My take: If the Saints have genuine interest in Mark Ingram, I doubt they would have to trade up to nab him. He will likely still be available at 24th overall. Maybe they feel they have to leapfrog the Patriots, who select 17th and are considered to be a possible landing spot for Ingram, but most feel that Ingram to New England is more likely with their 28th overall pick.
Trade-down request C
Dolphins 15th overall pick for the Seahawks 25th (1st) and 57th (2nd) overall selections
Most likely, the Seahawks would decline that offer. The team’s new coaching staff and front office are still in rebuild mode (there are multiple holes to be filled on both offense and defense), and with free agency disrupted by the labor dispute the only sure way to add talent to the roster this year is through the draft. In a recent media conference, GM John Schneider stated that he wants to trade down from the #25 selection to recoup picks in later rounds.
That being said, if there’s a run on quarterbacks early in the draft I could possibly see Seattle entertaining a possible trade up to select one of the remaining big names. There’s some feeling out there that the Seahawks have more than a little interest in both Ryan Mallett and Jake Locker, and with Charlie Whitehurst the only QB the team currently has under contract (longtime starter Matt Hasselbeck is a free agent and has noticeably lost velocity on his throws in the last year or two) the team is going to be hard pressed to pass up on an opportunity to land a potential franchise quarterback.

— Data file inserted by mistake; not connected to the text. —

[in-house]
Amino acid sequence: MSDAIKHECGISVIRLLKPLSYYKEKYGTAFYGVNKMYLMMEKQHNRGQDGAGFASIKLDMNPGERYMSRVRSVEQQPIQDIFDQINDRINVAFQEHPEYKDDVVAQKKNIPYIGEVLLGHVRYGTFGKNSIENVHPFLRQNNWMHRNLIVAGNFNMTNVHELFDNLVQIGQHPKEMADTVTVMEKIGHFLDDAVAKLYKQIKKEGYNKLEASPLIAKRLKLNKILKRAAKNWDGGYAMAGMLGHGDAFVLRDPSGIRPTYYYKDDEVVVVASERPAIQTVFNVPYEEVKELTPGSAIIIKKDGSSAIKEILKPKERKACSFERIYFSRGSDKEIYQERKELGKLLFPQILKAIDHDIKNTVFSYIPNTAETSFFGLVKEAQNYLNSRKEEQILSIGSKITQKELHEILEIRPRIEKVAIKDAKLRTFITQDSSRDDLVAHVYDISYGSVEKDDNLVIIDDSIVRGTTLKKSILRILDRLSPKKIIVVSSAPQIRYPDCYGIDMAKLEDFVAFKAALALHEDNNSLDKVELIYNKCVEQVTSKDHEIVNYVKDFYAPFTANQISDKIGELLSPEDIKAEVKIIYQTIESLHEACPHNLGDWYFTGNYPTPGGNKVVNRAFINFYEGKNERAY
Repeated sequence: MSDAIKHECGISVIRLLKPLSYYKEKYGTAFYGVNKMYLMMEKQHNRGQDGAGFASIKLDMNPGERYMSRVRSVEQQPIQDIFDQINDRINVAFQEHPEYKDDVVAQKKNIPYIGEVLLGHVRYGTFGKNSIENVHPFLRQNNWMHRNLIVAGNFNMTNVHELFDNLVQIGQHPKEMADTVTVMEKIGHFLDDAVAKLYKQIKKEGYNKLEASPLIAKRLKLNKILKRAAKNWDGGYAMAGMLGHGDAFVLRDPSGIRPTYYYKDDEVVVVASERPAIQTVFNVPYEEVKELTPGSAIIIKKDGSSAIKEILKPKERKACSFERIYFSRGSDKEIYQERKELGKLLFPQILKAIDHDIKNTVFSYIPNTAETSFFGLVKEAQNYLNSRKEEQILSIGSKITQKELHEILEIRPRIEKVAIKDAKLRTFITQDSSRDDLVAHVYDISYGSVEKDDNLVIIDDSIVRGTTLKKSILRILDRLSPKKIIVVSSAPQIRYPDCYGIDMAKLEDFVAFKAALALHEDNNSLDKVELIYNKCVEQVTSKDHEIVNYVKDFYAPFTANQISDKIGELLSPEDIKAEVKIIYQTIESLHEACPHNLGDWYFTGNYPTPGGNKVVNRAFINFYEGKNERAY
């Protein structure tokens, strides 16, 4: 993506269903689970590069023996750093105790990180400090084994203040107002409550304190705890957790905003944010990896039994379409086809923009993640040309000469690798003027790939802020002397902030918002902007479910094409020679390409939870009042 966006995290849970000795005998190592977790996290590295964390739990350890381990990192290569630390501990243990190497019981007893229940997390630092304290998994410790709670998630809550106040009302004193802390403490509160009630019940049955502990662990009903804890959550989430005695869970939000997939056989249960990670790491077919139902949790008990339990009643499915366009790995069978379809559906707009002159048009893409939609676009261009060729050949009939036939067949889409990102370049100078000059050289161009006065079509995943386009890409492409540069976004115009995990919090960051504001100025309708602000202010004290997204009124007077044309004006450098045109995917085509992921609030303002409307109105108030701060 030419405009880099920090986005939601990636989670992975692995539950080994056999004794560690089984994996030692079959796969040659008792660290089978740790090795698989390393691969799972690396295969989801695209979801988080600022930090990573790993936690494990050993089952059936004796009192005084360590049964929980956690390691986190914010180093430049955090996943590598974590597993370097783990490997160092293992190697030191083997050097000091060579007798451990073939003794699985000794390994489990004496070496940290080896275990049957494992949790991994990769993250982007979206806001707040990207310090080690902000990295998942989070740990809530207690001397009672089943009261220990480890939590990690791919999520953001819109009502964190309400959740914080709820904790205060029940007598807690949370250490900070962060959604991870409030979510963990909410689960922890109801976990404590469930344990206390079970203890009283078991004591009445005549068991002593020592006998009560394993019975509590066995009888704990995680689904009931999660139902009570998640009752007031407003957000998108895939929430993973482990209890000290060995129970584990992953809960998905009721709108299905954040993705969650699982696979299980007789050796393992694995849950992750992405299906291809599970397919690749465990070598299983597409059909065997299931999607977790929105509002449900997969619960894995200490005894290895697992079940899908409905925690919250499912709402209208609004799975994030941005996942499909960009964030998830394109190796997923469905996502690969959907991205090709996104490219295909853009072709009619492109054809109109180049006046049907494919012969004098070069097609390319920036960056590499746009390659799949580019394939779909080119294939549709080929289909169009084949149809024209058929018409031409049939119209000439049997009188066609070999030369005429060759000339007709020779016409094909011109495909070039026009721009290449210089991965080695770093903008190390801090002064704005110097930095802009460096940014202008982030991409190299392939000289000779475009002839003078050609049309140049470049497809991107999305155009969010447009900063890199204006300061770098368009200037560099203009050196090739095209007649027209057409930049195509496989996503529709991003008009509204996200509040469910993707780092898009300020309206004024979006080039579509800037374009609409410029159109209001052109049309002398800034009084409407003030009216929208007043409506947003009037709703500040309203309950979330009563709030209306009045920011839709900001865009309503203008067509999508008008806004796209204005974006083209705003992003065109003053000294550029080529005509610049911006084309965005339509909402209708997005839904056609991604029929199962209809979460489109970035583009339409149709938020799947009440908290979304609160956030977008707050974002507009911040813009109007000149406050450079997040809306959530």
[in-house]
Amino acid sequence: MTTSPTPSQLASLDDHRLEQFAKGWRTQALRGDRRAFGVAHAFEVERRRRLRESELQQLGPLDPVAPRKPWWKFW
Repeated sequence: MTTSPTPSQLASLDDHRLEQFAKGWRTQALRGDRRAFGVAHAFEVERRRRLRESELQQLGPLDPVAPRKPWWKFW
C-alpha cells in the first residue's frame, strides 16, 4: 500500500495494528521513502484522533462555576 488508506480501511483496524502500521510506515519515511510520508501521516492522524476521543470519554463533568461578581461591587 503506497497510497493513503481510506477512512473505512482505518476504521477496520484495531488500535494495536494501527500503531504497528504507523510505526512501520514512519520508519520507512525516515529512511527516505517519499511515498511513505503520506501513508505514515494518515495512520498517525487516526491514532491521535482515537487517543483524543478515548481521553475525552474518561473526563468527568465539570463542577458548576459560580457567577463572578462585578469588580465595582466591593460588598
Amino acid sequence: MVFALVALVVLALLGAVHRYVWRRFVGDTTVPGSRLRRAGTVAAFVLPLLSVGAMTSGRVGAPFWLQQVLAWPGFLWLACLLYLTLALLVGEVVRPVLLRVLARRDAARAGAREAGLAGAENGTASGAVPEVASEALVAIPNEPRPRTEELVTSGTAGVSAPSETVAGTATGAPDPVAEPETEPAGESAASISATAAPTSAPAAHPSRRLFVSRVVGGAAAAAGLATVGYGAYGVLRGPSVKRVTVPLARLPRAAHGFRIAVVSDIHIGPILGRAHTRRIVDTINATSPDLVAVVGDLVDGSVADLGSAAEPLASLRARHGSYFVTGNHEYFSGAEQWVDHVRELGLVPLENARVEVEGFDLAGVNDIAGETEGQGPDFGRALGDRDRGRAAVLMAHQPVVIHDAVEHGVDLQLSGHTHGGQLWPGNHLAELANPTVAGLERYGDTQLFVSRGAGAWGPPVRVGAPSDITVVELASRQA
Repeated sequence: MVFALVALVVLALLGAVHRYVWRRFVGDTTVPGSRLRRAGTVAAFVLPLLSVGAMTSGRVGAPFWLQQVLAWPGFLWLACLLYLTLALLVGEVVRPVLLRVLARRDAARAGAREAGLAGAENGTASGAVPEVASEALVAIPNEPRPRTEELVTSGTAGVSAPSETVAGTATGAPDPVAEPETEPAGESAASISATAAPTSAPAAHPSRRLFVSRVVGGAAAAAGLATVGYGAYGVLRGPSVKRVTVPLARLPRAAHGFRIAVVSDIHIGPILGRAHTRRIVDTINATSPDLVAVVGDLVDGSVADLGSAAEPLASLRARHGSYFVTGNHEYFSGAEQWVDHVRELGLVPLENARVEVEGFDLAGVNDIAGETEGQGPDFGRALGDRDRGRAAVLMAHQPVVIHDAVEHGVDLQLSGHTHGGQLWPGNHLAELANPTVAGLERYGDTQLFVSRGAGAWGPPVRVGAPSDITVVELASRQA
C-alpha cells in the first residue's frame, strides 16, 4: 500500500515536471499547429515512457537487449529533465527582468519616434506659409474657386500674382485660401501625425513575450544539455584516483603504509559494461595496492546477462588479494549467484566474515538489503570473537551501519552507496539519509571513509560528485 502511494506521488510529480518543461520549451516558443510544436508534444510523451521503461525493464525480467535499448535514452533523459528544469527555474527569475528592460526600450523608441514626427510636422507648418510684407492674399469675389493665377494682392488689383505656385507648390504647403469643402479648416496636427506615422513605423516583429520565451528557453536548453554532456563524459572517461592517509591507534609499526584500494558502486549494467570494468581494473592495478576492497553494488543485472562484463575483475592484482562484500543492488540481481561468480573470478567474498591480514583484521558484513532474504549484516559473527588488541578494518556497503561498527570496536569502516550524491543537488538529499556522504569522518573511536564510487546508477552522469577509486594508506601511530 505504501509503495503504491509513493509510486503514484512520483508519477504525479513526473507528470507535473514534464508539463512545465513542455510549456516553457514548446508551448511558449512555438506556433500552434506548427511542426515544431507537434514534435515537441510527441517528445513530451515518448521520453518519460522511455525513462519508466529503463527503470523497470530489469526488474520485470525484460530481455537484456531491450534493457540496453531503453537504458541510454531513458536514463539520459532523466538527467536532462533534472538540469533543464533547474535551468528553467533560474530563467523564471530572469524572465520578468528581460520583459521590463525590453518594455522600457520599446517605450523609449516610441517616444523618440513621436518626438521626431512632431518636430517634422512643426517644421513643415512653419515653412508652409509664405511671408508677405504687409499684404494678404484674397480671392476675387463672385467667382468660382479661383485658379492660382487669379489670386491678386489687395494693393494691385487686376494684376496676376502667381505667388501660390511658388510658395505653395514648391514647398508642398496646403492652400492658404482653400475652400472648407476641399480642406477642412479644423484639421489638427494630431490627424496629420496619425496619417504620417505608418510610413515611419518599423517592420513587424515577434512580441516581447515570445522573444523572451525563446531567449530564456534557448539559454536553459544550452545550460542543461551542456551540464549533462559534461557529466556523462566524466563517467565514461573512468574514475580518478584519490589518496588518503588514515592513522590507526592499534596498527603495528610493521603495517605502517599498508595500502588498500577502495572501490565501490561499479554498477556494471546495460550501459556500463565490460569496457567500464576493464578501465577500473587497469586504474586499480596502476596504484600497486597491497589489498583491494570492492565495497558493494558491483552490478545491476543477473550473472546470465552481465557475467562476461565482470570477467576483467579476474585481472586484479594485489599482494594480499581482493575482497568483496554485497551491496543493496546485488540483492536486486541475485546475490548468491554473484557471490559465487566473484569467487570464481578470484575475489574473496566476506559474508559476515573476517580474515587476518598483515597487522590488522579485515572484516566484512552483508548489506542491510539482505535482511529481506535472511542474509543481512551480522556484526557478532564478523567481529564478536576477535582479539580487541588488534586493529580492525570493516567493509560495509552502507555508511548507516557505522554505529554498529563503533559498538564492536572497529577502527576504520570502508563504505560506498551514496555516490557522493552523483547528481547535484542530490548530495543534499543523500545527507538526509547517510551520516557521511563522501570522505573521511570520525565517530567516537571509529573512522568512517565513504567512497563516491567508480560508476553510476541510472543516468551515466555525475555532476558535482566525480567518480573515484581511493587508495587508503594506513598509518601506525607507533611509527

Trade-down request D
Dolphins’ 15th overall pick for the Ravens’ 26th (1st), 58th (2nd), and 186th (6th) overall selections
The Ravens like the offer of Miami’s #15 in the 1st Round for the Ravens #26 in the 1st Round, and also their 2nd and 6th round picks… the reason being, Ravens GM Ozzie Newsome is on record as saying the 2011 Draft will the first time ever he drafts for “need” instead of BPA (best player available)… since due to the lockout on free agency, the Ravens need a rookie who can contribute immediately to improving the Ravens defense, specifically their pass rush. Moving up to #15 would bring several defensive candidates into play who could contribute immediately…candidates who would not be available at overall pick #26.
Trade-down request E
Dolphins 15th overall pick for the Bears 29th (1st), 62nd (2nd), and 195th (6th) overall selections
Declined as I”m about 95% certain the Bears plan to trade down in the draft rather than up. I don’t see any plausible scenario in which they trade up. Jerry Angelo has already publicly talked about the Bears trading down out of the first round, and the hope that they’ll add four starters from the draft this year. Not four immediate starters mind you but four players that will start somewhere down the line in the next three to five years.
My analysis: As you can see, it’s not exactly going to be easy for the Dolphins to trade down in the first round. But just about all of these explanations include theories where the teams could potentially be tempted enough to move up. I do think the lack of free agency hurts the Dolphins chances some because teams have more needs to fill than in previous drafts. But I think teams will realize that free agency will eventually open up, and just because it hasn’t happened yet, their normal draft philosophy shouldn’t be shifted much.
I stand by my prediction that the Dolphins will find a trade-down partner somewhere in the latter part of the first round. Maybe they won’t be able to gain back the second-round pick they lost in the Brandon Marshall trade, but they should at least acquire an extra third-round selection to work with.